Agile and ALM are two terms that you don’t often see side by side. To most developers, agile means team interaction, customer collaboration, dynamism, and responsiveness to change. In contrast, ALM seems to imply the opposite of agile, with echoes of rigid procedures, inflexibility, and top-down process control. But are the agile and ALM approaches as contradictory as they first appear to be? After all, both are a means to the same end: improving software development by enabling collaboration and information sharing. So is it a question of scale? Is agile more applicable to smaller teams, while ALM is better suited to larger organizations? Maybe. But the two are not mutually exclusive. ALM principles can apply to a five-man team just as well as a 500-man team, and agile approaches can be applied to large teams as effectively as small ones—especially with a little planning and forethought.
Let’s look at how the best elements of the agile and ALM approaches can be adopted to solve key development challenges in teams of any size.
Agile principles are aimed at dealing more efficiently with the complexity of software development, improve productivity, and shorten time to market. The principles acknowledge that requirements are not always known upfront, may change over time, and embrace short-term scheduling.
Companies applying agile principles typically use a common set of techniques, such as:
- Iteration and release planning
- Daily stand-up meetings
- Continuous integration
- Automated builds
- Unit testing
This list indicates the new challenges linked to the adoption of agile principles along the application lifecycle, as they go against the "traditional" development stages and roles of planning, analysis, development, and testing.
These challenges can be distilled into three main areas: dynamic planning and scheduling, effective collaboration, and performance implications of frequent delivery. What’s interesting is that these challenges apply both to small and large teams alike. The difference comes in how the challenges should be addressed according to team size. In this article, I go deeper into these three main challenge areas and propose solutions and appropriate tools for each.
Dynamic Planning and Scheduling
Agile puts more emphasis on short-term scheduling, where tasks can be moved from iteration to iteration or removed from a release due to changed priorities. This results in frequent schedule updates, which must be communicated to team members—and manual updates to different locations (or tools) quickly become impossible to handle. However, a product owner often wants to ensure that the team gets an idea of the "big picture." Focusing on the next iteration only bears the risk of getting lost in the short term. So what solutions are available?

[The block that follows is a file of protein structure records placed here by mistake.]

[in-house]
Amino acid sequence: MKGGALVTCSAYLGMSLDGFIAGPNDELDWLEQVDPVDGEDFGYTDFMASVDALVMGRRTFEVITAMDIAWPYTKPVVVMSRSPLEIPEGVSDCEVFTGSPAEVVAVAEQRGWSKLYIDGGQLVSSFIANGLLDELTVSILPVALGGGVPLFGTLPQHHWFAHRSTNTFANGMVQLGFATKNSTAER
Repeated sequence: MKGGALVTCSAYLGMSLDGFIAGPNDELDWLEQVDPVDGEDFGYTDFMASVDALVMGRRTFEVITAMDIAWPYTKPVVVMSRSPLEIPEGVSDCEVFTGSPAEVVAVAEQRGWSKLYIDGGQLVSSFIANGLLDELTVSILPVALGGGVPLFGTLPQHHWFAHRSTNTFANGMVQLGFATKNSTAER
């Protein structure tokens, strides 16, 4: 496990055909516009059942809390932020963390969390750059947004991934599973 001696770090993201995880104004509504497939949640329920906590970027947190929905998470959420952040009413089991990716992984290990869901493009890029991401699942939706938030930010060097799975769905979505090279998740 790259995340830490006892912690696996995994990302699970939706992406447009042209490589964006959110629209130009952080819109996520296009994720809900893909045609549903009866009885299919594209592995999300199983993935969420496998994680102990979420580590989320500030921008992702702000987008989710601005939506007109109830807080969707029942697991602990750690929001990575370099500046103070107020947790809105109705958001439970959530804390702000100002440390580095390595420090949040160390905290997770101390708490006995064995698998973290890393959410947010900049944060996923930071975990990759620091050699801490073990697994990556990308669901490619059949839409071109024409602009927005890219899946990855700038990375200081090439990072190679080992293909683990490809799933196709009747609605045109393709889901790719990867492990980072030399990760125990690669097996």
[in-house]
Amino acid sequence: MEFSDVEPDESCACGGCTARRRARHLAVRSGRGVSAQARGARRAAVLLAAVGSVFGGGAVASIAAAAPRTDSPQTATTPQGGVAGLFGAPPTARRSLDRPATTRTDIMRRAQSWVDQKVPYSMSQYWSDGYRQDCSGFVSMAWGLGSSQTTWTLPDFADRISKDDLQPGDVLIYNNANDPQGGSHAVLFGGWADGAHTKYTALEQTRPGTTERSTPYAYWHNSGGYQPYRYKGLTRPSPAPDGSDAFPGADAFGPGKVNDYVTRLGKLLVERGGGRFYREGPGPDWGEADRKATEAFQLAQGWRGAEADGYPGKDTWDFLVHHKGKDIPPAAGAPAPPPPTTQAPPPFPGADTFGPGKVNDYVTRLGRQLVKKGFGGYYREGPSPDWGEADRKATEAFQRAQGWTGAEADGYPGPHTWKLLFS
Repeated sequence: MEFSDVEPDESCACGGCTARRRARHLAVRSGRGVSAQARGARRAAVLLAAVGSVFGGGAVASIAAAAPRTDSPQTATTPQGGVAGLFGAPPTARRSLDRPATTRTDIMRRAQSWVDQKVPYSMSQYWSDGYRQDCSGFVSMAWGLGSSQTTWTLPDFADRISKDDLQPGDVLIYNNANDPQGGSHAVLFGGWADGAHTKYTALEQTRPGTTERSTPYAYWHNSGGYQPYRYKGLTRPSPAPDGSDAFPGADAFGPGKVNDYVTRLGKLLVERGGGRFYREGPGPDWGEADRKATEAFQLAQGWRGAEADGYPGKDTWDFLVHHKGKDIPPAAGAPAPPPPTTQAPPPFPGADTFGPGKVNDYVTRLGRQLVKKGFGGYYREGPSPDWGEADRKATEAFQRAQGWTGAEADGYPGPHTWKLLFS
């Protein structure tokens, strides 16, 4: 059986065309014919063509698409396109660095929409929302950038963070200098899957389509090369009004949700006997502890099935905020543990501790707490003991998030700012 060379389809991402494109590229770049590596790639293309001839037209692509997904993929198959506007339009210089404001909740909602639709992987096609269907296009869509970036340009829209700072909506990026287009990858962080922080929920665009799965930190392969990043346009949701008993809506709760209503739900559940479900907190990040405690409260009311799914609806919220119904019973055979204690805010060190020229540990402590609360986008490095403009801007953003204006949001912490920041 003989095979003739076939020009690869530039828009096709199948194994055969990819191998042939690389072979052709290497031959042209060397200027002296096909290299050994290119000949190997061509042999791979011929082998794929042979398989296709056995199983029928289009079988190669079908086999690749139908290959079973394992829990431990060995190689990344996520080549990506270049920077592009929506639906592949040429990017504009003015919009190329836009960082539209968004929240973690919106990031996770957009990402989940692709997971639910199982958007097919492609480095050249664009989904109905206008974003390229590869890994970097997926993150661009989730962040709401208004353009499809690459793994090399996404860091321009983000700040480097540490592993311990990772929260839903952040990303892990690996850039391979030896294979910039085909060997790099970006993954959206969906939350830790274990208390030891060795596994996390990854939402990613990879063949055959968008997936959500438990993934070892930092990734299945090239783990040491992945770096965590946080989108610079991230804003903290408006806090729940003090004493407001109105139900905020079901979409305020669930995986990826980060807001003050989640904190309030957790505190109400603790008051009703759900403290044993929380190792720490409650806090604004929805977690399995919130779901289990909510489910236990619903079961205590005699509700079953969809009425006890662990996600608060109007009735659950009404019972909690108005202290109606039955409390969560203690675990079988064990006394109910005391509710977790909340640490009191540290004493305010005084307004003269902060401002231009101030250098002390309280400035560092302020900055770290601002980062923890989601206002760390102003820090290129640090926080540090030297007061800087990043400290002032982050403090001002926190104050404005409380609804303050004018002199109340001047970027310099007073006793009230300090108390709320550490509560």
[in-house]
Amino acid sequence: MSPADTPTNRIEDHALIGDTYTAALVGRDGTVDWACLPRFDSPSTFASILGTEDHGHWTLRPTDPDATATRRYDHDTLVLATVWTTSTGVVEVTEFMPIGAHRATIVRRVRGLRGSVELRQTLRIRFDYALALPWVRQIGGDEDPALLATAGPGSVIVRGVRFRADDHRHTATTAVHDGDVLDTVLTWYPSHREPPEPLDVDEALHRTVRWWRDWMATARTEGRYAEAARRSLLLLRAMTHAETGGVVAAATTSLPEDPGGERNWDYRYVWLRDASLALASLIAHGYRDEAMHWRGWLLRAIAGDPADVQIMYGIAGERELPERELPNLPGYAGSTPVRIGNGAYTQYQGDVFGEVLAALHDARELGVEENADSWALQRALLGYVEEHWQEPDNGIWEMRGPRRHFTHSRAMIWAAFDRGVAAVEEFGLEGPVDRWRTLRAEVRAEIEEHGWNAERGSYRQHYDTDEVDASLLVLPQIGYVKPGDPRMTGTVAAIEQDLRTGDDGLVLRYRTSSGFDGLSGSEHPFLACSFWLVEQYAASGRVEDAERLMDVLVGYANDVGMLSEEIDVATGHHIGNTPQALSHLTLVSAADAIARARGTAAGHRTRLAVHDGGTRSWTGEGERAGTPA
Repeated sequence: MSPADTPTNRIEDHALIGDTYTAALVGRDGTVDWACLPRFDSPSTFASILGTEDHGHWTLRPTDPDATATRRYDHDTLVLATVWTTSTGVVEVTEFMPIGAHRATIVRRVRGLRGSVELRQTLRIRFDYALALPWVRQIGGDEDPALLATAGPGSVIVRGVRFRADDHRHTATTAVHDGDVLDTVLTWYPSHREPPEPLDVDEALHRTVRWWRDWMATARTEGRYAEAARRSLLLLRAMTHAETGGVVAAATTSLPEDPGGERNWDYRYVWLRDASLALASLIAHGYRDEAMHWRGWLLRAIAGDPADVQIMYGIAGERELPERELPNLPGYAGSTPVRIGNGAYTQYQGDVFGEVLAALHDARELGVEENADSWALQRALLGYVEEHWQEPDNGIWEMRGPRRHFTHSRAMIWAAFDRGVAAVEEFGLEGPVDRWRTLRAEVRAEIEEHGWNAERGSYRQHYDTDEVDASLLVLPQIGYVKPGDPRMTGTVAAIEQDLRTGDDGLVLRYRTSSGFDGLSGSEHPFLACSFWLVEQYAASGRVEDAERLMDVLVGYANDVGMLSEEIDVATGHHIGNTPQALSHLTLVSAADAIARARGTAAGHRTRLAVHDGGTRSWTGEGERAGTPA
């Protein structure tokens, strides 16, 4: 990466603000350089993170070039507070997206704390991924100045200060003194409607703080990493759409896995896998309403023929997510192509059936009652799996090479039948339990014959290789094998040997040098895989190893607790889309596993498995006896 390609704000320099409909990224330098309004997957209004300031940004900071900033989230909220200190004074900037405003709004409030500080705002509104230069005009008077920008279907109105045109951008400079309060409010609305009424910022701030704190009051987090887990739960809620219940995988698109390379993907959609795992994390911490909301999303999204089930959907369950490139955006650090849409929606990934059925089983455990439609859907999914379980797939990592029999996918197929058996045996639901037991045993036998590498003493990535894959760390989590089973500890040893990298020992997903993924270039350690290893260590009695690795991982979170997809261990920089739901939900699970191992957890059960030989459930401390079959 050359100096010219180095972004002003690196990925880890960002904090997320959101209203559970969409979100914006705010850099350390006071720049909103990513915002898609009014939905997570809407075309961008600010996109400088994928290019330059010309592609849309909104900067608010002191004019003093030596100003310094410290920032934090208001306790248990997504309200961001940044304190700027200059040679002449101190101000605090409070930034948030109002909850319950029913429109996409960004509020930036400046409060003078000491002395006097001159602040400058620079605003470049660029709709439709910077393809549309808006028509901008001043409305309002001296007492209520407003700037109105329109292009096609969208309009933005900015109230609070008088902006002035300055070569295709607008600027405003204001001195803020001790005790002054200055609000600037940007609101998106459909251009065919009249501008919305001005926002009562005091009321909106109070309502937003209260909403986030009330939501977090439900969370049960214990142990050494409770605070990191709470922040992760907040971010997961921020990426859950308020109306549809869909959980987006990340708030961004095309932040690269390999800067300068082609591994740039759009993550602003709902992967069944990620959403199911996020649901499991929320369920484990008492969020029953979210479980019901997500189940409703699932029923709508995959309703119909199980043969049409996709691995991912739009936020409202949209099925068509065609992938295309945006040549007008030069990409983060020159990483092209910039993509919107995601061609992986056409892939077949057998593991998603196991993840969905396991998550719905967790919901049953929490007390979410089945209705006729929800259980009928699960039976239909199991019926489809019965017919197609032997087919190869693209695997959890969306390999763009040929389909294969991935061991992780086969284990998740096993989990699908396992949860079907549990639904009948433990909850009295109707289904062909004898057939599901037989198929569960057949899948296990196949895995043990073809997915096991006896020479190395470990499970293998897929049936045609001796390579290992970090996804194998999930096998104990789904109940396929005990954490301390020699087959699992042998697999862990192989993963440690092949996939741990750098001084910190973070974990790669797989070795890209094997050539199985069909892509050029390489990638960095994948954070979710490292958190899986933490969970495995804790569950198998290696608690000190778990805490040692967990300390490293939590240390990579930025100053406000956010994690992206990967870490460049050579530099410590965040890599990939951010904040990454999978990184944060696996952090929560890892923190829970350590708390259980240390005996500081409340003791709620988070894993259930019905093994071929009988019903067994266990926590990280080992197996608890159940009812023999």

Use a planning hierarchy to maximize business value
The first step is to use the business value of features to define their priorities. By linking features to change requests, project managers can provide direct feedback on achieved business value based on the features that are completed.
Project managers can also use products, releases, and iterations to determine the level of planning detail needed. When defining the next release or prioritizing a backlog, working with features is sufficient in most cases. It’s only when scheduling the next iteration that features need to be broken down into individual tasks. These tasks can be estimated, assigned, and completed by linking to the file changes.
Facilitate scheduling with an intuitive planning interface
Make sure that you can a) schedule easily, and b) cope with changes to schedules. This should be supported by your CM solution when working with iterations. Immediate information about task status, priority, and owner, as well as the ability to easily schedule tasks, reduces the time needed to plan the next iteration. Tight integration with your CM solution allows a seamless task-flow along the development lifecycle and facilitates parallel development.Use a planning solution that is flexible enough to support different processes
Agile helps companies cope with change in software development. However, it isn’t a "one size fits all" solution, so depending on a number of factors (including the type of work, team size, or current company culture) processes might need customization. Also, no team remains static. The planning solution itself has to be agile!
Avoid rework by automatically retrieving the correct code base
This helps avoid simple human error, especially when looking after multiple releases. Changes can be scheduled against the software version where they have to be applied: hot fixes against live releases and new features against the release currently in development. Fully integrating release planning with CM allows developers to retrieve the correct configuration automatically, based on the release that these work items are scheduled against.
Agile methodologies rely on close collaboration between team members from an early stage. As a result, siloed planning and CM solutions for each functional group are not appropriate. Collaboration is also challenging when working with teams distributed across different sites or continents—meaning end-to-end solutions are needed.